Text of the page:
US Release Date: 11-16-2007
Directed by: Noah Baumbach
- Nicole Kidman, as
- Jennifer Jason Leigh, as
- Jack Black, as
- Zane Pais, as
- Flora Cross, as
- Seth Barrish, as
- Matthew Arkin as
Jennifer Jason Leigh and Jack Black in Margot at the Wedding.
Margot at the Wedding is the latest work from Brooklyn born writer/director Noah Baumbach. While not as enjoyable as his last effort The Squid and the Whale it does feature some superb acting and some uncomfortable laughs in this dark neurotic comedy.
Kidman is the titular Margot, a well known New York writer. She and her teenage son are off to Long Island for the occasion of her younger sister's (Jason Leigh) wedding to an unemployed artist type played by Jack Black in what is for him a departure from his usual hammy role. In a style very much influenced by Woody Allen the story unfolds in a series of vignettes over the course of the weekend.
The family as written is dysfunctional to the point of caricature. Everyone is pretty much self-absorbed and easily offended. Especially Margot. She is constantly putting everyone around her down yet bristles at even the slightest hint of her own imperfections. Nicole Kidman gives an Oscar worthy performance in what must surely rank as one of her least likable characterizations. Jason Leigh, likewise, should garner a Supporting Actress nomination as Pauline. She is an incredibly youthful looking 45, believably playing younger sibling to the, in real life, 5 years younger Kidman. The relationship between Pauline and Margot is richly complex and the two actresses play wonderfully off of each other.
Also worthy of mention is newcomer Zane Pais who plays Margot's teenage son Claude. He holds his own with the adult actors and themes and gives a subtly mature performance in what is anything but a children's movie.
Margot at the Wedding is not for everyone. It may not play well in the Midwest or South. Unlike The Squid and the Whale, which was a coming of age story, this one shows the adult point of view, and as such lacks a truly sympathetic character to invest in. There is humor and drama to be had albeit in a rather flimsy plot. But Margot at the Wedding is worth seeing just for the great acting it elicits from a very talented cast.
Nicole Kidman and Jennifer Jason Leigh in Margot at the Wedding.
I'm not sure I understand the "midwest and south" comment, but apart from that I pretty much agree with you Patrick, even if I don't quite share your enthusiasm. I don't see how geographic location plays into appreciating good acting when you see it. And basically, as Patrick hinted, that is all this movie has going for it.
Eric has mentioned in his reviews before that you need characters you can root for, for a movie to be great, and that is what this movie is lacking most. All of these characters are truly fucked up (I was going to say flawed, but that's not nearly strong enough). Margot is a totally self-obsessed bitch. Her sister is a little bit nicer, but they are both as competitive as each other, trying to one-up the other in the emotions sweepstakes. I can't say I liked anybody in this movie, even the son that Margot wishes was a daughter, who, as the victim of his mother's emotional state, comes closest to being sympathetic.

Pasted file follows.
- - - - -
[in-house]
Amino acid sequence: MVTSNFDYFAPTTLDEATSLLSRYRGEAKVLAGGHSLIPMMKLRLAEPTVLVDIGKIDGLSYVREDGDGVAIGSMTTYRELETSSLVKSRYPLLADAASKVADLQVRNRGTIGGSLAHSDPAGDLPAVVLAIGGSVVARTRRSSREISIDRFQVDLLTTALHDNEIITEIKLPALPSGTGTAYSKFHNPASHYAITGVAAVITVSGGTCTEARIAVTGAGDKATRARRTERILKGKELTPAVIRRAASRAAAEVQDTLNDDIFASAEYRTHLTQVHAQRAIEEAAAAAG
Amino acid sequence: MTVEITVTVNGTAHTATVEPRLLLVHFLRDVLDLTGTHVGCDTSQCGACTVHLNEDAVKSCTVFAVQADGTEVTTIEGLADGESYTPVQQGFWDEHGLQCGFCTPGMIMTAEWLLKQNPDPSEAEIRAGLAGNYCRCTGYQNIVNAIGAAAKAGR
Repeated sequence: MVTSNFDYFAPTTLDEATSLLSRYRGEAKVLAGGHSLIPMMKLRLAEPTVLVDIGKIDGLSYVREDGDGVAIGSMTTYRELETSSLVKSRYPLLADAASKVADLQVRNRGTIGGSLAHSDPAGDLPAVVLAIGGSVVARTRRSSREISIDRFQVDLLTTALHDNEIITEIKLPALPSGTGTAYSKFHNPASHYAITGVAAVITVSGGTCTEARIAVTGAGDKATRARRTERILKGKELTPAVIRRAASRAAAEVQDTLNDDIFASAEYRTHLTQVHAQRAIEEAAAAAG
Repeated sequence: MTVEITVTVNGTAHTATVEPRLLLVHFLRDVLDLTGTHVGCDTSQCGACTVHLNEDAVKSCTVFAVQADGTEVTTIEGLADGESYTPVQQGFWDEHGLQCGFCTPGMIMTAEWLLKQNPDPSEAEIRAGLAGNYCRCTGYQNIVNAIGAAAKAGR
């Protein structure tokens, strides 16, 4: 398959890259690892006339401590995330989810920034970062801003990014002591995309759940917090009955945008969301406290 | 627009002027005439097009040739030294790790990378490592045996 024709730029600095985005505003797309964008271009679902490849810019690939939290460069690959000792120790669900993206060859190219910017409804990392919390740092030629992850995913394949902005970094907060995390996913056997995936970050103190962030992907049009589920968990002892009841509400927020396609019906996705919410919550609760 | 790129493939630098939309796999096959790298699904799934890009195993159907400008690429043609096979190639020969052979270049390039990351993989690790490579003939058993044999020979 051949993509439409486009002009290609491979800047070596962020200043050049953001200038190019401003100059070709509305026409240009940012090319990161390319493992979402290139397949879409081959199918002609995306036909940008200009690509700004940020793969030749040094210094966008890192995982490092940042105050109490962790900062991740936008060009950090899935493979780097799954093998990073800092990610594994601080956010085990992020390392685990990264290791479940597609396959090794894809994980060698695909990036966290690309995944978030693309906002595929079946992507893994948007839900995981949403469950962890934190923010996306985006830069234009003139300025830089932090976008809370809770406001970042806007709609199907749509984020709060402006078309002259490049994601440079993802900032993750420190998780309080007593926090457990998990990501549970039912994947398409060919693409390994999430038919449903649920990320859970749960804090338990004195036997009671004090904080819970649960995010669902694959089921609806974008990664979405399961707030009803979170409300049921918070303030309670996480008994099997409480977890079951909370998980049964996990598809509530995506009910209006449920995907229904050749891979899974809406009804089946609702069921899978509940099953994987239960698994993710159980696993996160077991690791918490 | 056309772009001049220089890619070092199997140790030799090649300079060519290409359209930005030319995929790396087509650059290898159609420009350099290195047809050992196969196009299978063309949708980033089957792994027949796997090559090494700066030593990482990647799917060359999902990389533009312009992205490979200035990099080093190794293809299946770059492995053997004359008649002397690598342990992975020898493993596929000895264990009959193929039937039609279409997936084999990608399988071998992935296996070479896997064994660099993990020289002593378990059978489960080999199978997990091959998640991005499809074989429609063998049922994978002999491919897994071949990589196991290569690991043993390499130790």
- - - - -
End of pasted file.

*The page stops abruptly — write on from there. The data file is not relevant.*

While there is some humor to be found, mainly from Jack Black's character, ultimately this movie is just too damn depressing. A great movie leaves me feeling energized. A really bad one can sometimes make me angry at having wasted my time and money on it. This one just left me emotionally drained. We each have enough of our own problems without being burdened with these people's as well. And the real truth is that none of these people have any real problems. They have no financial worries and none of them are suffering from some life-threatening disease. They're also both far too old to still be traumatized by their childhood (unless something much more dramatic happened to them that this movie doesn't mention). If you ask me the only problem they have is too much time on their hands to obsess about themselves.
The acting in this movie might be great, but the movie certainly isn't. Or maybe there's just too much "midwest" left in me, so I was unable to enjoy this movie.
Too bad Margot was not in the tree when Malcolm cut it down.
I am not sure what Patrick meant by, "Margot at the Wedding is not for everyone. It may not play well in the Midwest or South." Unlike Patrick, I do not speak for an entire region of people, but I will write that although I am from the Midwest, I found everyones performances quite enjoyable. Kidman makes a great bitch, but then she is usually good in anything she does.
The real surprise for me was Jack Black. Like the rest of the cast, he is given some great lines that come out of nowhere. When talking to Kidman about having a child, he says, "I haven't had that thing yet where you realize that you are not the most important person in the world...I'm anxious for that to happen." When going to talk to the neighbor about a tree, he blurts out to his wife, "Ingrid is asking if I was ever gay, you know what that's about?"
All the good dialogue in the world does not however, add up to an interesting story. Having Black cry and tell Leigh that he almost, nearly, sort of had an affair so Leigh can have an outburst is more ridiculous than plot developing. All of these self absorbed people thrive on such dramatic moments. They bathe in their collective problems, rolling around in them like happy pigs in mud.
As Scott wrote, I like to root for a character. Here I rooted for the entire cast of characters to meet with a swift end. They do nothing but bring heartache to one another. I very quickly grew tired of this lot and could not wait for the film to come to its conclusion.
Photos © Copyright Paramount Classics (2007)